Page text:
|Publication number||US7722995 B2|
|Application number||US 11/507,529|
|Publication date||May 25, 2010|
|Filing date||Aug 22, 2006|
|Priority date||Aug 23, 2005|
|Also published as||CN1976113A, CN1976113B, US20070048620|
|Publication number||11507529, 507529, US 7722995 B2, US 7722995B2, US-B2-7722995, US7722995 B2, US7722995B2|
|Inventors||Tetsuo Nakanishi, Meguru Kashida, Satoru Miyawaki, Mikio Aramata|
|Original Assignee||Shin-Etsu Chemical Co., Ltd.|
|Export Citation||BiBTeX, EndNote, RefMan|
|Patent Citations (7), Referenced by (2), Classifications (19), Legal Events (2)|
|External Links: USPTO, USPTO Assignment, Espacenet|
This non-provisional application claims priority under 35 U.S.C. §119(a) on Patent Application No. 2005-241179 filed in Japan on Aug. 23, 2005, the entire contents of which are hereby incorporated by reference.
This invention relates to a non-aqueous electrolytic solution comprising a carbonate-modified silane and/or siloxane. It also relates to energy devices using the same, specifically secondary batteries and electrochemical capacitors, and especially lithium ion secondary batteries.
Because of their high energy density, lithium ion secondary batteries are increasingly used in recent years as portable rechargeable power sources for laptop computers, mobile phones, digital cameras, digital video cameras, and the like. Also great efforts are devoted to the development of lithium ion secondary batteries and electric double-layer capacitors using non-aqueous electrolytic solution, as auxiliary power sources for electric and hybrid automobiles which are desired to reach a practically acceptable level as environment-friendly automobiles.
The lithium ion secondary batteries, albeit their high performance, are not satisfactory with respect to discharge characteristics in a rigorous environment, especially low-temperature environment, and discharge characteristics at high output levels requiring a large quantity of electricity within a short duration of time. On the other hand, the electric double-layer capacitors suffer from problems including insufficient withstand voltages and a decline with time of their electric capacity. Most batteries use non-aqueous electrolytic solutions based on low-flash-point solvents, typically dimethyl carbonate and diethyl carbonate. In case of thermal runaway in the battery, the electrolytic solution will vaporize and be decomposed, imposing the risk of battery rupture and ignition. Then, IC circuits are generally incorporated in the batteries as means for breaking currents under abnormal conditions, and safety valves are also incorporated for avoiding any rise of the battery internal pressure by the evolution of hydrocarbon gases. It is thus desired to further elaborate the electrolytic solutions for the purposes of safety improvement, weight reduction, and cost reduction.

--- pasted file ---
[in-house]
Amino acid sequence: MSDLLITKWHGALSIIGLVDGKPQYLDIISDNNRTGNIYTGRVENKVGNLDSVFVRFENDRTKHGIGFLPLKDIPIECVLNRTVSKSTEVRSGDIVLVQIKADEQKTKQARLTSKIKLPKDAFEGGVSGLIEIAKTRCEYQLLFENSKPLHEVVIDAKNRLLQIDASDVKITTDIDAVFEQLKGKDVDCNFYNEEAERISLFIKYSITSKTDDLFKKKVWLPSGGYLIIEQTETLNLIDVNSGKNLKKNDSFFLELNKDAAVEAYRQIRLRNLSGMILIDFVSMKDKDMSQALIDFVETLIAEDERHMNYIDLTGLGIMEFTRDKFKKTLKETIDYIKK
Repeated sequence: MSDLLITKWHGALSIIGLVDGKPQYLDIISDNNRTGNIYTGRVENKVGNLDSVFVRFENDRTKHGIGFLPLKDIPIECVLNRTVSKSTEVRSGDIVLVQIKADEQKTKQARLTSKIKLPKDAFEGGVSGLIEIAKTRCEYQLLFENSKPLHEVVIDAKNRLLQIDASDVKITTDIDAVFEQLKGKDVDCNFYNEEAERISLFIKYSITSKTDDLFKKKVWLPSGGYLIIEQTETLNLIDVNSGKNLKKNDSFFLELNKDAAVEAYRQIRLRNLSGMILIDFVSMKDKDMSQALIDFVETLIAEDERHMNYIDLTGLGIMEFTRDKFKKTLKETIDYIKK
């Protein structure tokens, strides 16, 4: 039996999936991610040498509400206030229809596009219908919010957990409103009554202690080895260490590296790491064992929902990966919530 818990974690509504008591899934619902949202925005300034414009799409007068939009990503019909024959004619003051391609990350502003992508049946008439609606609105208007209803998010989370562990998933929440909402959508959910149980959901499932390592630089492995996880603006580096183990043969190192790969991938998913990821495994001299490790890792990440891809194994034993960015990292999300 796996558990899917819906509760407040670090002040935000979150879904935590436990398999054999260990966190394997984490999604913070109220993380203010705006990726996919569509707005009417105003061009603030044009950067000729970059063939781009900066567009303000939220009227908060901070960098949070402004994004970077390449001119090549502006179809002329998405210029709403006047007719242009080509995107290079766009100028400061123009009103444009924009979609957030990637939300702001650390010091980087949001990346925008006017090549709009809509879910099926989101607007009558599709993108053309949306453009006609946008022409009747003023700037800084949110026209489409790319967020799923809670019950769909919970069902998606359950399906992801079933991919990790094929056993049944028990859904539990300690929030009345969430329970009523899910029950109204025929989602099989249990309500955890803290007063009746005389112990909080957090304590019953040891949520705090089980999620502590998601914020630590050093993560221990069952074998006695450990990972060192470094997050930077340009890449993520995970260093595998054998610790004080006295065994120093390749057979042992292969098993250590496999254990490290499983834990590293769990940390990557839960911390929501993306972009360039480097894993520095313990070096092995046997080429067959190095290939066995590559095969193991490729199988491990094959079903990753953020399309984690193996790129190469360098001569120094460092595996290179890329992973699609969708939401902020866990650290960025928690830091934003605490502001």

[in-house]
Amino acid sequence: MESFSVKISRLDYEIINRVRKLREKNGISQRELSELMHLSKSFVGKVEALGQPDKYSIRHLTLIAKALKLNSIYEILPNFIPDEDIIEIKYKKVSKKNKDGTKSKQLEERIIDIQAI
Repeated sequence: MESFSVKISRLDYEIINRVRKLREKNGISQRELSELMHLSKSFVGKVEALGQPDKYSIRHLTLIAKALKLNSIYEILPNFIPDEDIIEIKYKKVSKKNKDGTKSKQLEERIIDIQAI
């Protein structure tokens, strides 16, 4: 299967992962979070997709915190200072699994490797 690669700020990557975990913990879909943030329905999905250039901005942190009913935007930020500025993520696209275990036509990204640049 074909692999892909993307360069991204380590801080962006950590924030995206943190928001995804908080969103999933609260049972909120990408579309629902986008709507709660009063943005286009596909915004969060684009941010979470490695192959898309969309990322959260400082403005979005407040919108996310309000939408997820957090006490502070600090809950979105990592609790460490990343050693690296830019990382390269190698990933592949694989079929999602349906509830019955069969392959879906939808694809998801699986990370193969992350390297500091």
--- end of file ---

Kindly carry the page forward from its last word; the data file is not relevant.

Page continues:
Under the circumstances, polyether-modified siloxanes are of great interest because they are chemically stable and compatible with electrolytic solutions. Due to their ability to dissolve electrolytes such as LiPF6 therein thoroughly and their inherent surface activity, the polyether-modified siloxanes are effective in improving the wetting of electrodes or separators. It is also known that adding only a few percents of polyether-modified siloxane to electrolytic solutions improves the charge/discharge cycle performance. However, these effects are yet insufficient. Besides, the polyether-modified siloxanes lack thermal stability and additionally, have a relatively high melting point so that they encounter some problems during low-temperature service. It would be desirable to have additives which are more stable and more compatible with electrolytic solutions.
Reference should be made to JP-A 11-214032 and JP-A 2000-58123 both corresponding to U.S. Pat. No. 6,124,062, JP-A 2001-110455, and JP-A 2003-142157.
An object of the present invention is to provide a non-aqueous electrolytic solution which offers improved charge/discharge characteristics and improved safety. Another object is to provide energy devices using the same, specifically batteries and capacitors.
The inventors have discovered that using a non-aqueous electrolytic solution comprising a specific carbonate-modified silane and/or siloxane in an energy device, the device is improved in charge/discharge characteristics and safety.